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Filing his last report, Damian quickly looks over tomorrow’s work schedule. He checks the duties being required, the staff that will be working with him, and the recent reports from other companion Groupings about any warnings or areas of concern. Clearing the screen, he signs off and prepares to return to the housing unit where his family awaits him. Damian rises slowly, and looking about the room, sees his reflection in the glass of the front door. Peering back at him, he sees a man in his late forties with tousled black hair and a moustache and with a countenance of complacency and acceptance. And that bothered him, having that countenance of constant complacency.
Damian had always prided himself on his initiative, on his drive, and on his own inventiveness. They had always burned brightly within him, creating dreams and giving direction to his life. The last few years, though, has seen a flickering, a withering and dimming of those dreams and hopes. It has been replaced by that damned acceptance of things the way they are. His greatest fear now is not that he may be turned out or may succumb to the inevitable as so many others are doing. His greatest fear is that the light will go out of his life, that the fading flame will finally lose all heat. Damian worries that he may truly cease living as his life continues in front of him.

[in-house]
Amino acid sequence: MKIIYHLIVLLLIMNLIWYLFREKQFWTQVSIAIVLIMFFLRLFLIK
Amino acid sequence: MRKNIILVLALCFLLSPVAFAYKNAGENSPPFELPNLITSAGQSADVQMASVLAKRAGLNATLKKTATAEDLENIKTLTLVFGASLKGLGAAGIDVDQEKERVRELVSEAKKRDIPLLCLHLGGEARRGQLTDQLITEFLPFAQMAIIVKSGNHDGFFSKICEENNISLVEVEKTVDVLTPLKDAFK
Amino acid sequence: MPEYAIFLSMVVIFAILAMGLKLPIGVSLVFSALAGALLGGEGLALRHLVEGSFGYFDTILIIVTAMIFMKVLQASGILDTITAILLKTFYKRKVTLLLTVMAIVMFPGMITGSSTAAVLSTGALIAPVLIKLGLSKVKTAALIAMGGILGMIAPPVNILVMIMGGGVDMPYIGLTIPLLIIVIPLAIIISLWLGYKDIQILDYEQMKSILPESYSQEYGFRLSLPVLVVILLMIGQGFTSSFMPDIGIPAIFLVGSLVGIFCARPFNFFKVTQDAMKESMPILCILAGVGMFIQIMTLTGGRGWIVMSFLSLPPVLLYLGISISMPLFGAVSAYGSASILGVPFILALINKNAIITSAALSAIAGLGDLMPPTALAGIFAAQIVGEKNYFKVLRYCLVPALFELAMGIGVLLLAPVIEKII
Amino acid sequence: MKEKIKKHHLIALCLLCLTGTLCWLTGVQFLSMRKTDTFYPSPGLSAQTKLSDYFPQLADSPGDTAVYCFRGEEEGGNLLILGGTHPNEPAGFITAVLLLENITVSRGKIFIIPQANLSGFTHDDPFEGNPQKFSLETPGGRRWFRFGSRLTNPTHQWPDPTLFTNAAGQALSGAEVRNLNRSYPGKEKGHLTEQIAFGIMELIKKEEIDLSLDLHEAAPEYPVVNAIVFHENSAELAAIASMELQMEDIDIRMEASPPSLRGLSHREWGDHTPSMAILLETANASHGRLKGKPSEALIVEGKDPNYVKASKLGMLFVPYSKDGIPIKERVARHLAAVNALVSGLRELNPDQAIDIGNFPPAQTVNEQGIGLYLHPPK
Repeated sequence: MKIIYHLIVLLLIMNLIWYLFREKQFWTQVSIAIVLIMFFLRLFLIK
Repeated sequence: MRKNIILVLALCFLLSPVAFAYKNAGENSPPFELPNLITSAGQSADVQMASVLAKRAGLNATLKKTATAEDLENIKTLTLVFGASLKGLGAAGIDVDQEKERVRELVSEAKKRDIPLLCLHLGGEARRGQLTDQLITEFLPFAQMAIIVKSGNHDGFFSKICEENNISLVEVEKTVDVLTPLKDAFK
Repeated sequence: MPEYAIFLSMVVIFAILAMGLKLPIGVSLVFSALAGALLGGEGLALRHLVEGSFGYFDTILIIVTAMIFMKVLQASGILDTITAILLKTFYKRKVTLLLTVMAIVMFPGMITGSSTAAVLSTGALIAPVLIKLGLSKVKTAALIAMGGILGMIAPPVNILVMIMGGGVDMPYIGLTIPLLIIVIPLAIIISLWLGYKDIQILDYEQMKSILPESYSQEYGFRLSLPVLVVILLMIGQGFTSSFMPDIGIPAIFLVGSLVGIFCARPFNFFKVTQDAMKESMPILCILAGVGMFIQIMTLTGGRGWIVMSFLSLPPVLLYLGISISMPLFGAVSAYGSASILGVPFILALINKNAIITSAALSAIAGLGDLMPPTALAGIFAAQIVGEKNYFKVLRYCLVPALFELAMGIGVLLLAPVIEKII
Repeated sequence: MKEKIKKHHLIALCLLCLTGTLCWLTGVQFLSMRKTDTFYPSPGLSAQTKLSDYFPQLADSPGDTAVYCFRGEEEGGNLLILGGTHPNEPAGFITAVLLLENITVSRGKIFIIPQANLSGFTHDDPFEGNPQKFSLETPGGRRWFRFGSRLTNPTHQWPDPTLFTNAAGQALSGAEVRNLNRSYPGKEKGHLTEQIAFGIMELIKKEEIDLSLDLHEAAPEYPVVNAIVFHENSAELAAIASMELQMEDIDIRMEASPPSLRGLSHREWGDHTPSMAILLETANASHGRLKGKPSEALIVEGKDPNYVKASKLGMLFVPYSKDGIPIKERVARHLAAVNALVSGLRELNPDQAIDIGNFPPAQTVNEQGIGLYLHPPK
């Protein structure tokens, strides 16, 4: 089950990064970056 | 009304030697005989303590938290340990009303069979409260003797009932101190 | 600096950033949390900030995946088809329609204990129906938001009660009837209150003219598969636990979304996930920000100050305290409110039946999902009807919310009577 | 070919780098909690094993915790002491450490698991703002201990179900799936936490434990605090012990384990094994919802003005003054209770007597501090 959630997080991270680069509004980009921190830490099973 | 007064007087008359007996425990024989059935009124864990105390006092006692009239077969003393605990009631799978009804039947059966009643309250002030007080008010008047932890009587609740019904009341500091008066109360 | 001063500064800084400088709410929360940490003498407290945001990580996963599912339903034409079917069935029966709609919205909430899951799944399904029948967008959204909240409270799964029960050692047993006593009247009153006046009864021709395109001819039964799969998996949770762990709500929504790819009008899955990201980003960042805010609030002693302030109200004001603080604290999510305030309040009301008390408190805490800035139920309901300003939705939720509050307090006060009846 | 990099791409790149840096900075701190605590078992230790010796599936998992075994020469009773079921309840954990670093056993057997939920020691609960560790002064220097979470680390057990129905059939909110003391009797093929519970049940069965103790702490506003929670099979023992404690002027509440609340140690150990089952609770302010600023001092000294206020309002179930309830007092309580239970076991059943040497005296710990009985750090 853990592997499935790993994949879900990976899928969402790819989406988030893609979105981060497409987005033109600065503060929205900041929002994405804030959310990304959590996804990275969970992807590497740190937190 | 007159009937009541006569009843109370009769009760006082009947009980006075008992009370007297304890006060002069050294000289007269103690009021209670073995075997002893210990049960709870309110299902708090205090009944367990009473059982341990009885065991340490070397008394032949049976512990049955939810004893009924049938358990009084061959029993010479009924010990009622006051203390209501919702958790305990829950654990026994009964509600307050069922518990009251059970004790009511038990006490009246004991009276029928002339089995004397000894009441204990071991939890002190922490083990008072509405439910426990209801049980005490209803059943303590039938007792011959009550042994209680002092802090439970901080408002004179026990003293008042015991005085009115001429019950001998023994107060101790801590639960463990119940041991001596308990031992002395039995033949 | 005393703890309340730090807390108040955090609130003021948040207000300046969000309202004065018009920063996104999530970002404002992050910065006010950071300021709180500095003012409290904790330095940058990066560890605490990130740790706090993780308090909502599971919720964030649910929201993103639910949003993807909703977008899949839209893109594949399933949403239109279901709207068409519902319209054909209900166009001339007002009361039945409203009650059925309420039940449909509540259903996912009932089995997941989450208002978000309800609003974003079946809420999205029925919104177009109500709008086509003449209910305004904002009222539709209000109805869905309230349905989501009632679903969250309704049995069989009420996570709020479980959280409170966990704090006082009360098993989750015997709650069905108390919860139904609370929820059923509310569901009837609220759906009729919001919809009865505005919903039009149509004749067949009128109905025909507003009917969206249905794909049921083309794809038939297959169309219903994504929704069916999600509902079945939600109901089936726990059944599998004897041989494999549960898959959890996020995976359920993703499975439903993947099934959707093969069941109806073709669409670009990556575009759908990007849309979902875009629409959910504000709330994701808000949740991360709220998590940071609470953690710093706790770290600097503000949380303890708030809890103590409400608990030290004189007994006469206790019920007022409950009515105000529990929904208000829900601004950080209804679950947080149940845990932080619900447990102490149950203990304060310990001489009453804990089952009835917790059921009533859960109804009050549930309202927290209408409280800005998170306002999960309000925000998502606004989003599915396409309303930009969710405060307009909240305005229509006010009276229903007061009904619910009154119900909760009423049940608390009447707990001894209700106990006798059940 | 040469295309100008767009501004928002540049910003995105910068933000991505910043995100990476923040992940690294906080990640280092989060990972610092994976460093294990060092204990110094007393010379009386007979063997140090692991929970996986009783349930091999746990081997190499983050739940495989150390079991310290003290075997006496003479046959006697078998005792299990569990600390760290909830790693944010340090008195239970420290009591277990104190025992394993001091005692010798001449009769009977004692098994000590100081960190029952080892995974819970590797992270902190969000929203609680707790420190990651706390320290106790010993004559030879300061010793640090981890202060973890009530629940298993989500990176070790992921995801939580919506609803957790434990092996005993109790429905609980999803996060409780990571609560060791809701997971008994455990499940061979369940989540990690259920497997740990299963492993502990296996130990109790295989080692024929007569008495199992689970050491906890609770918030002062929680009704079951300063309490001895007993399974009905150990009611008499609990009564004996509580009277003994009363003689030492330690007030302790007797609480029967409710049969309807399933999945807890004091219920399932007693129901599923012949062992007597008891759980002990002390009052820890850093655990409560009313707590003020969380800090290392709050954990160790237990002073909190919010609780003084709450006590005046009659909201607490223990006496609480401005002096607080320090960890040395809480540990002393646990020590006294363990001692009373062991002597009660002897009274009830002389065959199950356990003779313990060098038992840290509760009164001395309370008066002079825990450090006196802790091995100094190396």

But for now, he looks forward to returning to the family’s apartment where his wife, Sarah, and their fifteen year old son, Christopher, are waiting for him. Damian turns out the light, locks the door, and hurries home. Their apartment is in the lower section of housing that has been constructed for the employees and for their families. Each worker is allotted rations for three people, no matter how many are in the family. It’s not that one isn’t allowed a larger family or other members, it’s simply that no more food is given to them beyond their rations for three people. And with such a provision, careful thought is given to family size, hard decisions in hard times.
Rounding the corner of the building, Damian walks past the first two apartments before he reaches his living unit. He enters through the front door and sees his wife sitting at the kitchen table, working on one of her projects. Sarah, looking up at him as he enters, says, “Hi, honey, I’m so glad you’re finally home. I’ve just been waiting for you to get back to eat dinner. Christopher went ahead and ate just a little while ago.”
“I’m sorry,” says Damian. “We had to do some extra patrols today so something must be up and I was told to expect an even longer day tomorrow.” He then walks into their bedroom and places his pack on a chair before continuing on to his son’s room. Damian pokes his head in at the door. “Hey, how are things?” he asks his son, sitting at his desk. Pushing the door with his foot, Christopher just closes it without giving an answer. Turning around, Damian simply walks back to the kitchen.
“So, what’s up with him?” he asks his wife. “He slammed the door right in my face.”
“You know,” she sighs.